Posted 20 hours ago

Beer Tie

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Being tied also gives tenants access to wider business support: from maintenance to financial and marketing support. Many pub companies highlight this and argue that this support is vital to many of their tenants especially those who’ve come into the industry from other professions. Clarke says he helped draft the pubs code regulations but has still been unable to make them work. He and Law still do not know whether they will get their MRO or end up signing a new tied tenancy with “onerous” conditions. Even if they get their wish, they will have wasted three years of time and money. The new system would let tenants have their ties reviewed and where appropriate, move to a market rent with the freedom to buy their beer from other suppliers. Tenants can adjust their prices to better meet the needs of their customers and compete more effectively.

The vote to end the tie is supported by bodies such as CAMRA and the Federation of Small Businesses. They argue that removing the tie will save many pubs from closure and bring greater competition to the market. Competition Commissioner Joaquin Almunia said: "The rules adopted today will ensure that consumers can buy goods and services at the best available prices wherever they are located in the EU while leaving companies without market power essentially free to organise their sales network as they see best." David Law and Simon Clarke run the Eagle Ale House, near London’s Clapham Common, and rent the premises from Enterprise Inns, the subject of more than three times as many MRO applications as any other chain.Mark Robson is founder of Red Mist Leisure, which runs five pubs in the South East of England. He moved into the pub business in 2004 initially operating tied leases via Punch Taverns, but managed to acquire them and now runs them as free houses. He gave the new amendment a cautious welcome. “I am very, very anti-beer tie so if it goes then that’s a good thing. However, usually when the government gets involved in the pub industry they make things worse rather than better. I am little bit sceptical that it will go through as the beer tie has been around for 400 years.”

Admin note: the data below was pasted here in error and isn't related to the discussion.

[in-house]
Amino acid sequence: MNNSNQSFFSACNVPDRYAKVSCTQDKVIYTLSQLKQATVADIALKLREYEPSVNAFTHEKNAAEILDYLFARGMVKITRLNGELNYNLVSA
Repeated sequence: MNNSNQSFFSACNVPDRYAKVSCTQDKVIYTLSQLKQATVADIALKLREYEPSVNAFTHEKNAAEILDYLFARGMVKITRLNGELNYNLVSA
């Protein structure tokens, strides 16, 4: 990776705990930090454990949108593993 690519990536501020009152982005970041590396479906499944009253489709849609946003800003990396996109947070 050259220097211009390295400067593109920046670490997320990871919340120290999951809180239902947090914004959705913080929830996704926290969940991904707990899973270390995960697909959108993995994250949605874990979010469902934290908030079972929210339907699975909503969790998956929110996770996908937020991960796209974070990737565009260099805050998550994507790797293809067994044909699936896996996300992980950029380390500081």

T he Competition and Markets Authority exists to promot e competition for the benefit of consumers – therefore it i s disappointing that they are seemingly disinterested in investigating something that will have potentially anti-competitive effects on the UK beer and pub market. Leading c onsumer group CAMRA has called on the Competition and Markets Authority to take the lead and investigate a proposed merger which could reduce the choice of beers available to pubgoers. Independent Family Brewers of Britain chairman Paul Wells said: "It's great news because it does validate the business model that the family brewers have been championing for a long time.The business model of a pub company combines wholesale with estate management. It uses its purchasing power to buy beer at low prices but then sells it at a high mark-up to the publican who also pays it rent. “The whole business model is wrong. A typical wholesaler might make 10-15%, these guys are making double or treble that,” says Marsden. But she will already be in little doubt as to how many publicans view it. Pub tenants and MPs have been “duped and betrayed”, according to the British Pub Confederation, which said the MRO was little more than a myth. While there have been some challenges with parts of the implementation of the code for all involved, the BBPA and the companies covered by the code continue to work closely with the adjudicator and other stakeholders to resolve these,” the chief executive, Brigid Simmonds, said.

I certainly don’t have any sympathy for them,” says Marsden. “I hope that many publicans are able to buy their premises, I’d certainly like to buy the Prince.” The Campaign is now asking the CMA to prove its credentials in standing up for consumers and commit to triggering what is known as the ‘Article 9’ referral procedure – meaning that the UK competition body could lead an investigation instead of the EU Commission, because the joint venture will mainly impact the UK beer and pub market.


Challenges arising from supermarket pricing, pub regulation and punitive leases all have a cost. And that cost is a dire selection of the cheapest brands of beer, "ready" meals, poorly trained staff and management, delayed refurbishment, increasingly desperate price promotions and so on. In other words, a disheartening experience for the customer creating a spiral of decline, leading sooner or later to yet another closure statistic. What is it we stand to lose? According to dozens of pub landlords around the country, already wrestling with the rapid decline in the number of Britain’s pubs, the reality has been very different. The small business minister Kelly Tolhurst recently announced the first statutory review of the pubs code and the way it is arbitrated, via the pubs code adjudicator.

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